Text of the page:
And the two intertwine, since, even in a progression like this one (F Dm Am C), though characterized by a level of ambiguity undeniably higher than average (mostly due to to the fact that it does not contain the full tritone, as many of you pointed out), there actually is something that makes a chord prevail on the others and stand out as the "home chord", and that something is position: in absence of any other stronger elements driving the attention of the ear, the first chord prevails. The whole strenghtened by the perfect cadence at the end of the progression (C F).
This is the point where many would state that just the fact that a progression begins on a certain chord doesn't automatically imply that that chord is the home key. Which is true, but only in absence of any other "strong signs" of a different home chord (like a cadence, or the repetition/long duration of that other home chord), which is not the case here.
So this is why i wouldn't consider THE PROGRESSION itself to be in A minor. I wouldn't consider it C major either, because the only Cmajor chord falls on the fourth beat of fhe bar, which is the weakest of the four downbeats. What is more, all its chances to be heard as the home key are kind of "sucked away" by the fact thay it's involved in a perfect cadence as dominant key.
So, to wrap it up so far: Is this progression ambiuguos in a sense that it doesn't clear out its triton? YES
Is this progression ambiguous in a sense that the listener cannot easily identify a home chord? NO.
I would call the first "formal" or "abstract" or "theorical" ambiguity, and the second "practical". So this song progression is FORMALLY ambiguous, but not PRACTICALLY.
Does the verse of this song (no need to argue with the chorus, since it's clearly in Am) really "give justice" to what would otherwise be a pretty "vanilla", boring, even childish vocal melody in Am, ultimately making it stand out and giving it a unique flavour? YES (song is a banger).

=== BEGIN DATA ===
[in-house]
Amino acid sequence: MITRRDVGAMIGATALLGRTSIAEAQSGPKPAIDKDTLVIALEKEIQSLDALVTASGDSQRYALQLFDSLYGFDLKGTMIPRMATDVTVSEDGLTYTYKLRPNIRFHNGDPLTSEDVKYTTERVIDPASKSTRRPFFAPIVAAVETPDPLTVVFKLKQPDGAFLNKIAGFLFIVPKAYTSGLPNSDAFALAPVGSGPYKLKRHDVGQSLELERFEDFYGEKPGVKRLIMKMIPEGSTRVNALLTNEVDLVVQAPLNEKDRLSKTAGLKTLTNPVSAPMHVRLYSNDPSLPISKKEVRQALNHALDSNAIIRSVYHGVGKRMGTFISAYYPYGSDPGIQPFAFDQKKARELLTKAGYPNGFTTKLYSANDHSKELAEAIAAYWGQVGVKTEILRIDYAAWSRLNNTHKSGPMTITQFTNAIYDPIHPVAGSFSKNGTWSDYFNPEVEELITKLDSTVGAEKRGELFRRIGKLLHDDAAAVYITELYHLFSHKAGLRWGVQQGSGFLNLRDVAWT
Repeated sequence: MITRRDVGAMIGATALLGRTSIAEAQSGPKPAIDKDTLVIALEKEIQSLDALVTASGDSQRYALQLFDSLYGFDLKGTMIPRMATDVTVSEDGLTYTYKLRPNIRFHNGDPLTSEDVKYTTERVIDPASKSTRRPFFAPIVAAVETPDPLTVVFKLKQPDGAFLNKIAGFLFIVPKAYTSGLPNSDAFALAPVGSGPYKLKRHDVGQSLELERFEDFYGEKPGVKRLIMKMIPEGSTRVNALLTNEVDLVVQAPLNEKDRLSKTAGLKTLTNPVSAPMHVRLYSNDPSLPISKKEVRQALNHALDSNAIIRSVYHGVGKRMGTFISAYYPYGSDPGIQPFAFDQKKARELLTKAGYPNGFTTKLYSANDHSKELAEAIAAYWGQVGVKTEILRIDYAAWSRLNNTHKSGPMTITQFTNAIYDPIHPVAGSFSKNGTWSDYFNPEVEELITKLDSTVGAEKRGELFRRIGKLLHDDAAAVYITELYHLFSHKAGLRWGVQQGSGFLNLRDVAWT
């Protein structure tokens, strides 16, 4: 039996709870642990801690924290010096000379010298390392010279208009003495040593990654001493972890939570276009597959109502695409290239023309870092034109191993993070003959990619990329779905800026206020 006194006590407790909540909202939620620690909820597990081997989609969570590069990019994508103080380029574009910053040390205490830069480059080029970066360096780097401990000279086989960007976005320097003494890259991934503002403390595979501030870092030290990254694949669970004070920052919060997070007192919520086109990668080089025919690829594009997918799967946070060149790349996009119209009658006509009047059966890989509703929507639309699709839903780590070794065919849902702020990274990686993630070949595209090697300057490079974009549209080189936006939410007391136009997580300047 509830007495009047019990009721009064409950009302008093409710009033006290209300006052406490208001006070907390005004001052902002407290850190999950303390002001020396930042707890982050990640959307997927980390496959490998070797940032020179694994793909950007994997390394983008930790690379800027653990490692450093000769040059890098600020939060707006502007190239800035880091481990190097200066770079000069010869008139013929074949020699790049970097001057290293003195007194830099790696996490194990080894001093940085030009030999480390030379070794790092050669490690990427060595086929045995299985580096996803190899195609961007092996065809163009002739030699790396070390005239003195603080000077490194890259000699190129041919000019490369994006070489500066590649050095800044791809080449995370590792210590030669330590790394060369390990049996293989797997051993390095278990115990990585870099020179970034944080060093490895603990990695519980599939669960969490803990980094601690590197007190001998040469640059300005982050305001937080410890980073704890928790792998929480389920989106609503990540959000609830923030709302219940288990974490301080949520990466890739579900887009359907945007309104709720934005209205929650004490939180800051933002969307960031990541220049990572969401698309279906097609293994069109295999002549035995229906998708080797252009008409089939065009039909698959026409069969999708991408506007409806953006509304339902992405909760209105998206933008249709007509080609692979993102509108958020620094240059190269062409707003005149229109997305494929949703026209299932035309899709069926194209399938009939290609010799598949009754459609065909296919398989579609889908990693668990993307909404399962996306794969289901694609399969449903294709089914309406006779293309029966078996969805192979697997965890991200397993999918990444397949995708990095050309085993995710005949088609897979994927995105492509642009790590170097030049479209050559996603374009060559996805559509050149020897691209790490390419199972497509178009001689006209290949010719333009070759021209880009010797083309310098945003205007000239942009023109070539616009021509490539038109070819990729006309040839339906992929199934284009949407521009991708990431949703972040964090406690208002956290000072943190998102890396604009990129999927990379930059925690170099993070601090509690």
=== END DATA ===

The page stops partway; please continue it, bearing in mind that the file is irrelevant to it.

What is this due to? The fact that it mixes up a minor (or better Aeolian) melody with a progression which is INHERENTLY in F.
What is ultimately ambiguous in the progression is not its home chord, but its MODE.
The note B then appears in the following section (chorus), creating some sort of resolution to the tension previously caused by the ambiguity, clearing out that the progression is lydian. Which has even a stronger impact if we consider the fact that the song has an ABAB structure, meaning the listener will be approaching the same F Dm Am C progression in the second verse, but this time with the "psicoacoustic advantage" of still having that B from the chorus "in his head".
PS: psychoacoustics (which i find incredibly useful when it comes to explaining harmony) may also have some further implications in the matter: it is not completely true that the progression F Dm Am C has neither B nor Bb: the G note in the Cmaj chord and the E note in both the Cmaj and Am chords actually have B as their third and fifth harmonics, which, in absence of any materially played Bb in the chord, simply prevails, ultimately giving the progression a (though incredibly subtle) INHERENT lydian vibe.
Do you guys agree?